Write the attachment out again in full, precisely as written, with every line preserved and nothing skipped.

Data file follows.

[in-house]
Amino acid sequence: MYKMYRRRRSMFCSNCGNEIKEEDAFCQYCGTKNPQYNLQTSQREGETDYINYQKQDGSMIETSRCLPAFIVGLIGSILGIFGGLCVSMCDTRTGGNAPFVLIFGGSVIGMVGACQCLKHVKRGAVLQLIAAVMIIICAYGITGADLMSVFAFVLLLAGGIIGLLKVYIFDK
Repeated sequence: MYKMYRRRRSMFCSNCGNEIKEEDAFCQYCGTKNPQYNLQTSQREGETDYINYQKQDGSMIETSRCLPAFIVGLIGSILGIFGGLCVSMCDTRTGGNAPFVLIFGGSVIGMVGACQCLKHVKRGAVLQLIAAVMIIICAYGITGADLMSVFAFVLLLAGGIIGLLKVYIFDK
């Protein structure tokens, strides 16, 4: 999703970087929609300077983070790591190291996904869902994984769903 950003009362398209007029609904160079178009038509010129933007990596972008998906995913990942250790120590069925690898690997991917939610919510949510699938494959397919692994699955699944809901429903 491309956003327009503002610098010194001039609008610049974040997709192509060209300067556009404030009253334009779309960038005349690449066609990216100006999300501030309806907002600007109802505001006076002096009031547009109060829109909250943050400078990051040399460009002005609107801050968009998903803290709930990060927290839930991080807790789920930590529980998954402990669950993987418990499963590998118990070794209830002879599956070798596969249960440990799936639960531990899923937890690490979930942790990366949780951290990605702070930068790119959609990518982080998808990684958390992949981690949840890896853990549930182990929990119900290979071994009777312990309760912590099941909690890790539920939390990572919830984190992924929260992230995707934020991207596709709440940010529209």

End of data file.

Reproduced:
[in-house]
Amino acid sequence: MYKMYRRRRSMFCSNCGNEIKEEDAFCQYCGTKNPQYNLQTSQREGETDYINYQKQDGSMIETSRCLPAFIVGLIGSILGIFGGLCVSMCDTRTGGNAPFVLIFGGSVIGMVGACQCLKHVKRGAVLQLIAAVMIIICAYGITGADLMSVFAFVLLLAGGIIGLLKVYIFDK
Repeated sequence: MYKMYRRRRSMFCSNCGNEIKEEDAFCQYCGTKNPQYNLQTSQREGETDYINYQKQDGSMIETSRCLPAFIVGLIGSILGIFGGLCVSMCDTRTGGNAPFVLIFGGSVIGMVGACQCLKHVKRGAVLQLIAAVMIIICAYGITGADLMSVFAFVLLLAGGIIGLLKVYIFDK
């Protein structure tokens, strides 16, 4: 999703970087929609300077983070790591190291996904869902994984769903 950003009362398209007029609904160079178009038509010129933007990596972008998906995913990942250790120590069925690898690997991917939610919510949510699938494959397919692994699955699944809901429903 491309956003327009503002610098010194001039609008610049974040997709192509060209300067556009404030009253334009779309960038005349690449066609990216100006999300501030309806907002600007109802505001006076002096009031547009109060829109909250943050400078990051040399460009002005609107801050968009998903803290709930990060927290839930991080807790789920930590529980998954402990669950993987418990499963590998118990070794209830002879599956070798596969249960440990799936639960531990899923937890690490979930942790990366949780951290990605702070930068790119959609990518982080998808990684958390992949981690949840890896853990549930182990929990119900290979071994009777312990309760912590099941909690890790539920939390990572919830984190992924929260992230995707934020991207596709709440940010529209």